Sitting in the middle of a 442 with Gary Liddle Routis played some good football and Liddle’s breaking up skills were important and the problem was a collective one of character rather than one of performance it is worth dwelling on the performance for a moment.

Make a square mentally between the central defenders and the central midfielders. Controlling that square is absolutely how teams win football matches. Stopping the opposition playing within that square is what good teams do.

With Nathan Clarke as one corner of that square struggling to get up to speed following his signing and Routis on the other struggling to constantly maintain his corner the square stretched and York were allowed too much of the ball in that most dangerous position.

This manifest itself when Clarke was run at, and Gary Liddle brought down, Reece Thompson was he broke into the box. The gap between Clarke and Liddle was too big and Thompson got to pick his attack. Luke Summerfield scored the penalty.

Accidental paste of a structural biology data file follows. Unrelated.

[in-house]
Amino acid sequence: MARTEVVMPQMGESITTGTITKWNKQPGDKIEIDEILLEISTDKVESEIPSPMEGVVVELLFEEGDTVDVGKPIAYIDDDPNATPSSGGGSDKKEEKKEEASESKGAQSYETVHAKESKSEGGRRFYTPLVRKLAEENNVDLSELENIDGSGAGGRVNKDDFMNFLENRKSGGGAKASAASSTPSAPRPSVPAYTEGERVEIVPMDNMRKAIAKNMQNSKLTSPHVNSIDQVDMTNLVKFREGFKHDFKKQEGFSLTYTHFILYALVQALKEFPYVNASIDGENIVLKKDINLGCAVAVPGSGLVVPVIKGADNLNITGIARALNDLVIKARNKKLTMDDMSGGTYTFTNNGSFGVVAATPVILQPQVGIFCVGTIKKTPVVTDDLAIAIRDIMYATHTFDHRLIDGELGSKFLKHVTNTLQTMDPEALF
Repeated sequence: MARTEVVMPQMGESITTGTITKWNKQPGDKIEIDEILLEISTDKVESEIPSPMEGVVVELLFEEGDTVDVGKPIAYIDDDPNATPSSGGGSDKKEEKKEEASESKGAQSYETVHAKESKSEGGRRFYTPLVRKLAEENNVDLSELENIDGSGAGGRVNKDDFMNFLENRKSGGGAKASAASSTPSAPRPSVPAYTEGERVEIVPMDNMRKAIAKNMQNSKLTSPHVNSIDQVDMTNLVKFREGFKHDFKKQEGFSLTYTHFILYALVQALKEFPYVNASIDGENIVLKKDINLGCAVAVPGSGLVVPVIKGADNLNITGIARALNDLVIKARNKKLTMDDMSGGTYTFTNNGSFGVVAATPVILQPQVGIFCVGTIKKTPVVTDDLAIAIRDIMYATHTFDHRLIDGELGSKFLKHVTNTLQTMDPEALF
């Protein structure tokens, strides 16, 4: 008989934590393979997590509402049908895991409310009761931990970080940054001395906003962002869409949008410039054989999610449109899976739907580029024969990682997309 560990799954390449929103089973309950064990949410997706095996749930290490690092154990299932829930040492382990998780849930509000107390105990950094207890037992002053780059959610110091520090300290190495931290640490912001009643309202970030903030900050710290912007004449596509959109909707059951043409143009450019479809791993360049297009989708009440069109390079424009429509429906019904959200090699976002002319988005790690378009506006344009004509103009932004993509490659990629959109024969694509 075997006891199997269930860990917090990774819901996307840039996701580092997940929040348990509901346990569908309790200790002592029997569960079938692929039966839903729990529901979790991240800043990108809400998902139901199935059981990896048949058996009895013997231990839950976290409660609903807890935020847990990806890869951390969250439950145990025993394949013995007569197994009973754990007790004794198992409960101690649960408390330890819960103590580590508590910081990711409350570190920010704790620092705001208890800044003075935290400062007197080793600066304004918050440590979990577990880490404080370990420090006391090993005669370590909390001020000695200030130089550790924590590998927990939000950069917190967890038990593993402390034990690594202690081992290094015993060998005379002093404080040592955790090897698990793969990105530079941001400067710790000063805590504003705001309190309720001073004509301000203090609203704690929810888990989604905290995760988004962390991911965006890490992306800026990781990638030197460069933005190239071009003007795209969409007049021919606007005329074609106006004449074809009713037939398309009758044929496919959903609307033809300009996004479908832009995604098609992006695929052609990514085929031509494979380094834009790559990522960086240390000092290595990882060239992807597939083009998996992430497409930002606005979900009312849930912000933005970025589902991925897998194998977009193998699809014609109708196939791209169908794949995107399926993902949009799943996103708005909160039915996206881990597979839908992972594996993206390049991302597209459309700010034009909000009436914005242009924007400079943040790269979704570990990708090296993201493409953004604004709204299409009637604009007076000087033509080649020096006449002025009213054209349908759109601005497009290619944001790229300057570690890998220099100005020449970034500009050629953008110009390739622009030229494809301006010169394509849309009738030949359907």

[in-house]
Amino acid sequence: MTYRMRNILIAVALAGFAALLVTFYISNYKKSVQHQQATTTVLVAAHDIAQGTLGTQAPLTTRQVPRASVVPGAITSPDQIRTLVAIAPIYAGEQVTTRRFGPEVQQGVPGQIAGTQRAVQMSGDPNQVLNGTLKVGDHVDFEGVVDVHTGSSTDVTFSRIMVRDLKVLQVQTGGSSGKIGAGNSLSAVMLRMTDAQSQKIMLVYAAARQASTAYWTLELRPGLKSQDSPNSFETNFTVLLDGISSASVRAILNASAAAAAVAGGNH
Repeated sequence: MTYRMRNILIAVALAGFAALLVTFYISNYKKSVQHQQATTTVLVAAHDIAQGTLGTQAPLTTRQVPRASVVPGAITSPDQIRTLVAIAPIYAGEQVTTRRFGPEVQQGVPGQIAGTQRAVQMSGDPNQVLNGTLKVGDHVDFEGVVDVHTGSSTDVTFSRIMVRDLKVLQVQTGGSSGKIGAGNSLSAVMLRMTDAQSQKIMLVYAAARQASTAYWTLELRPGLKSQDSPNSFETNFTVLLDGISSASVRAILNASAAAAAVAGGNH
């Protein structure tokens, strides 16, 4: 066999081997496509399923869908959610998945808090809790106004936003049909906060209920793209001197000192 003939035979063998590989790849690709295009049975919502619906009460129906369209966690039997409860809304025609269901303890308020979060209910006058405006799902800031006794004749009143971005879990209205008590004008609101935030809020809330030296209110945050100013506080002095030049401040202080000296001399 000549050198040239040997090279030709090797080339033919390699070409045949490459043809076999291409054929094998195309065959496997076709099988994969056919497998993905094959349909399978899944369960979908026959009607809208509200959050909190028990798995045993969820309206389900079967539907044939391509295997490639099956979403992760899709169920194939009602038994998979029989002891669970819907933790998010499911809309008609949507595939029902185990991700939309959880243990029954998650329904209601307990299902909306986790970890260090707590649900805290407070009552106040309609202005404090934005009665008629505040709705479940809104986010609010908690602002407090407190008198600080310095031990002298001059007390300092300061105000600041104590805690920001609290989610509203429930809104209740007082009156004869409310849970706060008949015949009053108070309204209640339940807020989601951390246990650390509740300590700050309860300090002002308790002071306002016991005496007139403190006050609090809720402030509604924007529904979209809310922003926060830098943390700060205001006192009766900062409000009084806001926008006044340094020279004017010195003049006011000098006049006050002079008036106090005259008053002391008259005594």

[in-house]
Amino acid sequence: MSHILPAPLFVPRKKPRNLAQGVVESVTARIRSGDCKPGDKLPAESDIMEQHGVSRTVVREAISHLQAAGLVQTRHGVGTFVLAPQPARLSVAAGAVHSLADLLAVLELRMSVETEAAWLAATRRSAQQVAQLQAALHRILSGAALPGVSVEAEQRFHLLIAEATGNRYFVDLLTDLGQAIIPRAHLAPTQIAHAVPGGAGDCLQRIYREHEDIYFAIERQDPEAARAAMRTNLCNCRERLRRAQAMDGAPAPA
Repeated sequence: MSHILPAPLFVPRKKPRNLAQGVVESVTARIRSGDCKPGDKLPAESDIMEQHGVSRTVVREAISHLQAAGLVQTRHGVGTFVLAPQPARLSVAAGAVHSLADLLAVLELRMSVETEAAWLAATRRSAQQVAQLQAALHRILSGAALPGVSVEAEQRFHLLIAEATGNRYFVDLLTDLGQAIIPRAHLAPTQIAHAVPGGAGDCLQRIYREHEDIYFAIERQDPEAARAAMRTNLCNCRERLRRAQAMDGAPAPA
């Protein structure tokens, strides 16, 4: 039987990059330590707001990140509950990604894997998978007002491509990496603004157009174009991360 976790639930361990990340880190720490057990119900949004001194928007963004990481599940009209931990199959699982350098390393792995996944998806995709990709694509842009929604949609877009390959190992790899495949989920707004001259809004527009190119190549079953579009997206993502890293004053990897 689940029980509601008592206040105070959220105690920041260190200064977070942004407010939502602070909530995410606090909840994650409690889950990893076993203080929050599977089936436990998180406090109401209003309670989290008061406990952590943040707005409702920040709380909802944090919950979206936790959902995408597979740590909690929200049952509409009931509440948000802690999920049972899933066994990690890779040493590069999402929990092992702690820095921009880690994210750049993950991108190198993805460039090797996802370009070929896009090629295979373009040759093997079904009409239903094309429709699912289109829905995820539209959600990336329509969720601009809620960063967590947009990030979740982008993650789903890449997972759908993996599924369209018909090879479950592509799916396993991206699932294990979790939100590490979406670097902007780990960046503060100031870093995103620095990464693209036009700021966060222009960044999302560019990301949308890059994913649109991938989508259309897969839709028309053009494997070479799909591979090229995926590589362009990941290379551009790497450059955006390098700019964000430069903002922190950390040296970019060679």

Later James Berrett would hit a free kick in after being pulled down by Rory McArdle stretching too far and again showing the gap between defence and midfield. Defenders should not need to lunge for the ball in such a way and that McArdle did continues the theme of the mental toughness that is lacking.

Mental toughness, and character, are much to do with how much faith one puts in one’s teammates and at the moment the answer to that question is not much. Rory McArdle will lunge at the ball believing and only he can get the ball away, Gary Liddle will bring down players believing he and only he can make the tackle.

Every goal that goes in comes with a worrying Ben Williams lambast – which seems different in character from Jon McLaughlin’s similar shouts but in a way I struggle to quantify at the moment – which suggests that he has not got the belief in the defenders. The way defenders turn away suggests the feeling is mutual.